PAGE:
Renters, rejoice. A landmark ballot measure that offers a new, vital level of protection for San Francisco’s tens of thousands of renters appears to have passed, with the latest poll reporting 56 percent in favor.
“This has been a dream of the Tenant’s Union for many, many years,” says Deepa Varma, executive director of the Tenants Union, in regard to Prop F. “The Tenants Union believes organizing is the beginning, and organizing is the power. But when you are facing a judge as a tenant, and you are alone, it doesn’t look good. This is a historic moment for the country, but it’s looking pretty good that we are changing the conversation around housing and what everybody needs. I’ll see you in fucking court.”
The proposition was drafted by tenants rights advocates, and quickly won the approval of local groups that cater to populations experiencing homelessness, or those struggling to make ends meet in a city that only seems to get more expensive every year.
And from the get-go, it seemed likely to pass. Organizers managed to get more than double the number of signatures required to get the measure on the ballot, weeks before the filing deadline. The top three mayoral candidates voiced their support (London Breed, notably, much later than the others), and in a city with 64 percent voters, the odds were certainly in Prop. F’s favor.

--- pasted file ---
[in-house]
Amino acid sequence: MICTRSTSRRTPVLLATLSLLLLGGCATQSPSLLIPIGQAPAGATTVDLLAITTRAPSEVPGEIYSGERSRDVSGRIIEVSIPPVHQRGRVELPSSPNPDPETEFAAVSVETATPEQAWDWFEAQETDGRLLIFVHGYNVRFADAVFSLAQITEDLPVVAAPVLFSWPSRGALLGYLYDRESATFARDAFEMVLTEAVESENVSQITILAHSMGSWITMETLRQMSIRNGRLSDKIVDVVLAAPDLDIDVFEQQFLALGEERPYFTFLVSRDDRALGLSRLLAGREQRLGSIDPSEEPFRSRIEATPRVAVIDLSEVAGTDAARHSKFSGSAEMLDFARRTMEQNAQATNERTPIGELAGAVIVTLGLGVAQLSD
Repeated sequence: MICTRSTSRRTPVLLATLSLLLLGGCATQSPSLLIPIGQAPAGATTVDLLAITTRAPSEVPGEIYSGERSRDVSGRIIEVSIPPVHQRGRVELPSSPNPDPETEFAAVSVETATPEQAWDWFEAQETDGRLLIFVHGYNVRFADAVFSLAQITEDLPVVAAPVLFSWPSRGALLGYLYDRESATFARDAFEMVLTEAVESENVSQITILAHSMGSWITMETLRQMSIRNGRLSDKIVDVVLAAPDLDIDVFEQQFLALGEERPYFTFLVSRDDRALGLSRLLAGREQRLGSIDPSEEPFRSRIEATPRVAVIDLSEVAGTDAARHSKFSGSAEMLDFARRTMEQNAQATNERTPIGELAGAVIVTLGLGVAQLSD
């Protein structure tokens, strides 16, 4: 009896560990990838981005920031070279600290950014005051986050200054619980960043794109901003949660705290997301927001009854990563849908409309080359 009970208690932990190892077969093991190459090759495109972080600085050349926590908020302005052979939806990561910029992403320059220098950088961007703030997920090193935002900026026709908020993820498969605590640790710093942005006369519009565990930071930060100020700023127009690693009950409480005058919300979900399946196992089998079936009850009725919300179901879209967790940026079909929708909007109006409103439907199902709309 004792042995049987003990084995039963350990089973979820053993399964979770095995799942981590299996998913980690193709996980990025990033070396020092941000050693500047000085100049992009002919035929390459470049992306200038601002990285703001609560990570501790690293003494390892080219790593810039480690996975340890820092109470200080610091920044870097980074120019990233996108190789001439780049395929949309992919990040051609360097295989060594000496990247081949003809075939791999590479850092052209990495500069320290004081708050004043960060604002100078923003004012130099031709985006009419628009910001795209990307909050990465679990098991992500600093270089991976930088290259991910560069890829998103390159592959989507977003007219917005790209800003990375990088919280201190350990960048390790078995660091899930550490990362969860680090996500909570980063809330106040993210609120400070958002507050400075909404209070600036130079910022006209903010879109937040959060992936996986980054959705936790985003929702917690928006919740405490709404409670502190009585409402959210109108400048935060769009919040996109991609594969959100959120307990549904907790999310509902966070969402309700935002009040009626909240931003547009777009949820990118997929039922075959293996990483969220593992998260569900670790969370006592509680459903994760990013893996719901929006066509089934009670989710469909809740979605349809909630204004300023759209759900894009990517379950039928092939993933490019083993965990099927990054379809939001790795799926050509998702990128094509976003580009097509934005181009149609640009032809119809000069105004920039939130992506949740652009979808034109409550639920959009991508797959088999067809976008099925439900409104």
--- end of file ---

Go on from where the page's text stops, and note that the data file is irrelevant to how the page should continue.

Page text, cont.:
Now that it’s (nearly offically) passed, the Mayor’s Office of Housing will be in charge of deciding exactly how it will be enforced, and whether a new office will be created and staffed with lawyers, or if additional funds will be granted to organizations like Eviction Defense San Francisco, who already offer free lawyer services to low-income city residents.